According to Areacodesexplorer, the Niatapola Temple was built in 1702 by King Bhupatinra and became known as one of the most massive and tall temples. Five-story pagoda, only one of three in the Kathmandu Valley stands on a five-tier base. On each tier there are two stone figures: at the very bottom, famous wrestlers, then elephants, lions, griffins, and at the very top of the goddess Baghini and Singhini in the form of a lioness and a tigress. The Nepalese believe that each figure located a tier higher is 10 times stronger than the previous one, and the famous wrestlers Jaya and Phatta Malla were 10 times stronger than ordinary people, that is, the temple is thus reliably protected. Despite the massive construction, the temple of Niatapol is distinguished by its fine decoration. It is dedicated to Goddess Lakshmi.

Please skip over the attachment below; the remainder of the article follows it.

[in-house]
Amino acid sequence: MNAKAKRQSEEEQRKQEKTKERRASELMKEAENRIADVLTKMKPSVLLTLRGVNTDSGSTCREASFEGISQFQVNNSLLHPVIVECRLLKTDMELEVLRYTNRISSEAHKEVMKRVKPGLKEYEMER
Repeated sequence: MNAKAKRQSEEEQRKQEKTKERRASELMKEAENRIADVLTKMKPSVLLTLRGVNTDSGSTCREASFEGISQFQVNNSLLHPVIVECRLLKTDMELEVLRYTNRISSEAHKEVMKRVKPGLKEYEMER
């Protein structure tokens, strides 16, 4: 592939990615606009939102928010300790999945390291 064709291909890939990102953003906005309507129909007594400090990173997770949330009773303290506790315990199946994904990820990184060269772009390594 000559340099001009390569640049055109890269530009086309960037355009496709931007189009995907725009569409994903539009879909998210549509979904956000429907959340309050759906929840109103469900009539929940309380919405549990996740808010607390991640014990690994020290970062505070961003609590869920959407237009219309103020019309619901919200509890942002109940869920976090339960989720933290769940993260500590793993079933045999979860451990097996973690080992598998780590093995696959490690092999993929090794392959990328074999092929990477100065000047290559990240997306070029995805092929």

Bhairavnath temple was originally built as a one-story pagoda dedicated to Bhairav, the terrifying form of Shiva, during the reign of King Jagat Jyoti Malla. Subsequently, King Bhupatindra Malla, a passionate connoisseur of art, rebuilt it into a three-story building in 1718, famous for its beauty.

Dattatraya Temple, built in 1427 by King Yaksha Malaya, is located on the square of the same name. In 1458 it was restored by King Vishwa Malla. There is a belief that the temple was made from the trunk of a single tree. The temple is dedicated to the three-headed form of the three main Hindu gods: Brahma, Vishnu and Shiva. Dattatraya Square is the place where the old way of life of Bhaktapur has been preserved.. The tangle of narrow streets leading up to the square is lined with old houses, and the adjacent Pujari Math monastery is famous for its carvings. Immediately on the square is the national museum of woodcarving, and across the street from it is the museum of bronze and copper products. The Museum of Bronze and Copper is located in a 15th-century monastery. Its exposition includes ancient copper and bronze inkwells, ritual accessories, lamps, and much more.